My World of Ephemera and Welcome to It
by Stephanie Dew
[Stephanie Dew's business, Designs from the Deep,
is located in Peekskill, New York. Her article appeared in Ephemera
News, volume 18, number 1, Fall 1999]
I am not your average collector as I collect a very wide range
of items. My interest in collecting antique papers and postcards
dates back to my childhood. My mother was interested in old prints
called mottos that were framed and hung about the house. She had
been an interior decorator and always enjoyed collecting unusual
antiques and prints. She also enjoyed decoupage and collected papers
from around the world to use in her projects. Her interest became
mine as I found myself attracted to any kind of craft project.
studied art and fashion design at Syracuse University. Upon graduation,
I moved to New York City and pursued a career in fashion design.
At a couture house in the garment district, I designed and made
bridal headpieces and veils. After a year and a half of staring
at white and ivory, I high-tailed it out of there. I happily landed
a job as assistant to my idol, Betsey Johnson. She had opened a
number of stores, often decorating interior pieces with vintage
scrap paper from England and Germany. As I worked for her, my interest
in scrap papers grew.
I joined Danskin as an assistant designer, working with colors
and fabrics as well as production. During my time in the garment
district, I started collecting antique paper scraps and ephemera.
My real love was always doing crafts, and I have always liked jewelry
and accessories. The whole while, in the back of my mind was the
dream of having my own business.
1985 my husband and I started our own wholesale line of handcrafted
decoupage jewelry and various gift items. My collection of ephemera
is directly used on our wholesale line. Almost everything I collect
is dated from 1900 to 1960. I'm always looking for particular items
that include dogs, cats, Christmas, Halloween, valentines, mermaids,
Thanksgiving, florals, fish, diners, Easter, romantic couples, and
hula girls. I search high and low for images that are either unusual
or make a personal connection. Recently I purchased a very unusual
card featuring a rather Gibson-looking woman sitting in a spider
web and looking very glum. It's a black-and-white photo that is
hand-tinted with pastel shades. I found her very odd, yet compelling.
I ended up using her image for a business card holder, and people
find her very interesting. I really love searching for unusual antique
images that people enjoy.
also love collecting images that make a personal connection with
people. Another item that I found was the image from the cover of
a board game, The Man in the Moon. Even though his image is peculiar,
people will always comment on it. At a recent trade show, a man
came into my booth and told me how he had purchased this original
board game for $5,000.
Sometimes people won't recognize where a particular image comes
from, but will find that it evokes a personal memory. Halloween
is one of my favorite themes to collect. Over the years it has become
increasingly difficult, not to mention more expensive, to find.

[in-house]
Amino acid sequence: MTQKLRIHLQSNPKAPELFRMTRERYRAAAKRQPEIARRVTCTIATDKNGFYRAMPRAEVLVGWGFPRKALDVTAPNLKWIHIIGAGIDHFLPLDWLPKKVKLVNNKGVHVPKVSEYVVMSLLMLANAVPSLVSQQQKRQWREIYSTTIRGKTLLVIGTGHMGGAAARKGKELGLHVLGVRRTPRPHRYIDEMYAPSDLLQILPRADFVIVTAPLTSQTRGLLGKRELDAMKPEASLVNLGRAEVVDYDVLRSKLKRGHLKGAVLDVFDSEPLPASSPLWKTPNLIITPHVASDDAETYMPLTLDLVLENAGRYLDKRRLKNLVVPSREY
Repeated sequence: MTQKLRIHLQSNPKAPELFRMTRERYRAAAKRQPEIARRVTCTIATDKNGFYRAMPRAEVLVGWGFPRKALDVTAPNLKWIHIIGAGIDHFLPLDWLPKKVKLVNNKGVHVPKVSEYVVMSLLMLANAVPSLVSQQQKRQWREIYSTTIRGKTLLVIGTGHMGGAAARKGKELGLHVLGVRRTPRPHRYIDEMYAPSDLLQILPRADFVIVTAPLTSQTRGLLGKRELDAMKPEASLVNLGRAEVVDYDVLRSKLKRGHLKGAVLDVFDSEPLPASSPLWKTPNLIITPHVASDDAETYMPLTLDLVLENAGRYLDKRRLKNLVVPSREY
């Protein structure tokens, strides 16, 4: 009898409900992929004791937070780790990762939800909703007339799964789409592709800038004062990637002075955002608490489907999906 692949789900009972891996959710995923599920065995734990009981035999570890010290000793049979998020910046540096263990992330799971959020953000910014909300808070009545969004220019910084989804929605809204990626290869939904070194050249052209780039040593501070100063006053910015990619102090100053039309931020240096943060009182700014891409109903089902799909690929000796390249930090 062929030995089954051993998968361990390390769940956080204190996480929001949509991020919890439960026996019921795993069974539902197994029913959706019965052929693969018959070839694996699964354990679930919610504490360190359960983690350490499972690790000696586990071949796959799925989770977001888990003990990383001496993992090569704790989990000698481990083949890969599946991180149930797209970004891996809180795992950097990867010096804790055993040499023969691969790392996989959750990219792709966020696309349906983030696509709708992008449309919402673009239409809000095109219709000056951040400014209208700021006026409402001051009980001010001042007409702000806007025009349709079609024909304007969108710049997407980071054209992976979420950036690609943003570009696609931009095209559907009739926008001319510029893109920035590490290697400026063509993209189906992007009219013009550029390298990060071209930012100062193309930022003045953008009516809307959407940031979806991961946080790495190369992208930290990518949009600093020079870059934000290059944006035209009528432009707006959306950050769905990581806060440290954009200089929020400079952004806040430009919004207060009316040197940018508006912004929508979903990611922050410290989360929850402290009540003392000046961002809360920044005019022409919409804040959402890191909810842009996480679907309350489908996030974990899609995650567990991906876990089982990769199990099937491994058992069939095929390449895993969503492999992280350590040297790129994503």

I have Halloween decorations from the early 1900s that I use for
pins and earrings. Of all the items I have made, these seem to elicit
the strongest reactions. People always talk about how their mothers
or grandmothers had these decorations hanging every year. Old holiday
images seem to remind people of their childhoods.
any collector knows, even when vacationing, your eyes are always
searching for possible sources of interesting ephemera. Recently,
I was at my family's cottage on the St. Lawrence River. We made
a trip to Clayton, New York, where I found an antique store. I went
in hoping to find some interesting cards and was happy to find some
great postcards of sunny beach scenes at great prices.
Another type of ephemera that interests me is kitchen decals from
1940 to 1950. My favorites are cherries that I picked up at the
Nyack Street Fair a few years ago. They are so cheerful that you
can envision the gingham curtains in the window. Old vegetable seed
packets have some really great illustrations. They are colorful
and amusing. I recently found a pepper girl to add to my collection.
I've always wondered just how many different vegetable characters
thing I have collected over the years is trade cards used for advertisements.
My favorite is a group of mermaids in an ad for hair tonic. I find
that people really love mermaids and other mythological creatures.
I have a fairly large collection of cover art from paperback pulp
fiction, most of which could not be reproduced today because the
subject matter is politically incorrect.
Although I don't collect actual signs, I have a collection of memorabilia
from diners, bowling alleys, and road stops. Currently, we have
several clocks in our line with reproduced photos of bowling alleys
am probably an unusual collector in that I don't collect from a
particular time period. My collection is based on themes of images.
The only common theme of my collection is a sense of whimsy or beauty.
My favorite time period is the 1950s. I love anything to do with
bowling, drive-in movies, cars, and pin-ups. As we get farther and
farther from this period, it becomes apparent that people long for
a simpler and gentler time reflected in this artwork.